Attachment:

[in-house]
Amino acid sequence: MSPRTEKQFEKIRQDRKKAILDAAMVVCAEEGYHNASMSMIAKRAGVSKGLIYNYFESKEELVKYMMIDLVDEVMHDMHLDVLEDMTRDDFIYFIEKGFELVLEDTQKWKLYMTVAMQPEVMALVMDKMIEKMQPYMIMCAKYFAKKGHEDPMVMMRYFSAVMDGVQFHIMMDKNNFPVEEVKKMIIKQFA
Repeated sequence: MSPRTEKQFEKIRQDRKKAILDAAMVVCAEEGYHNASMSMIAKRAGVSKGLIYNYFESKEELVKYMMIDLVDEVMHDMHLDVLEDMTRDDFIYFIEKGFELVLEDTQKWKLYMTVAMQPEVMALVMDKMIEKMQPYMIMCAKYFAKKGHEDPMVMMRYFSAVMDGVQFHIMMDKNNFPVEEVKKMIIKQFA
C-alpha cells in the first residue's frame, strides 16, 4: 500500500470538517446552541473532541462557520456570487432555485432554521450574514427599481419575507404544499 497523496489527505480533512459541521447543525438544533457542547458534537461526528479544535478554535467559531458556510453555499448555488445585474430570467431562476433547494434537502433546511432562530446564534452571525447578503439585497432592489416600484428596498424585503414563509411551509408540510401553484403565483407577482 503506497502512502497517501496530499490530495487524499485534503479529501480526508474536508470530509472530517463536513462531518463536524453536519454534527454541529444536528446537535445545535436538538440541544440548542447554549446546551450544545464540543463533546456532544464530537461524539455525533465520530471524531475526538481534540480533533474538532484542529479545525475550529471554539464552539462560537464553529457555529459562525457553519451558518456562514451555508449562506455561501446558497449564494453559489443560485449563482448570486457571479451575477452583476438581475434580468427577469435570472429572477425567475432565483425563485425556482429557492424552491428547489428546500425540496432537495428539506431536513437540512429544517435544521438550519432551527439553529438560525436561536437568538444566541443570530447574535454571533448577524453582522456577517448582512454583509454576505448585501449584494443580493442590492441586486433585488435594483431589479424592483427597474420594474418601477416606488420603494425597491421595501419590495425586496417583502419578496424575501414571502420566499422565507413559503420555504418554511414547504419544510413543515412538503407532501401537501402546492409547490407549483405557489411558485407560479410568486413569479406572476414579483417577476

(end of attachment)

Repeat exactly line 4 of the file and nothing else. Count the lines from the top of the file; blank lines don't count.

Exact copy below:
C-alpha cells in the first residue's frame, strides 16, 4: 500500500470538517446552541473532541462557520456570487432555485432554521450574514427599481419575507404544499 497523496489527505480533512459541521447543525438544533457542547458534537461526528479544535478554535467559531458556510453555499448555488445585474430570467431562476433547494434537502433546511432562530446564534452571525447578503439585497432592489416600484428596498424585503414563509411551509408540510401553484403565483407577482 503506497502512502497517501496530499490530495487524499485534503479529501480526508474536508470530509472530517463536513462531518463536524453536519454534527454541529444536528446537535445545535436538538440541544440548542447554549446546551450544545464540543463533546456532544464530537461524539455525533465520530471524531475526538481534540480533533474538532484542529479545525475550529471554539464552539462560537464553529457555529459562525457553519451558518456562514451555508449562506455561501446558497449564494453559489443560485449563482448570486457571479451575477452583476438581475434580468427577469435570472429572477425567475432565483425563485425556482429557492424552491428547489428546500425540496432537495428539506431536513437540512429544517435544521438550519432551527439553529438560525436561536437568538444566541443570530447574535454571533448577524453582522456577517448582512454583509454576505448585501449584494443580493442590492441586486433585488435594483431589479424592483427597474420594474418601477416606488420603494425597491421595501419590495425586496417583502419578496424575501414571502420566499422565507413559503420555504418554511414547504419544510413543515412538503407532501401537501402546492409547490407549483405557489411558485407560479410568486413569479406572476414579483417577476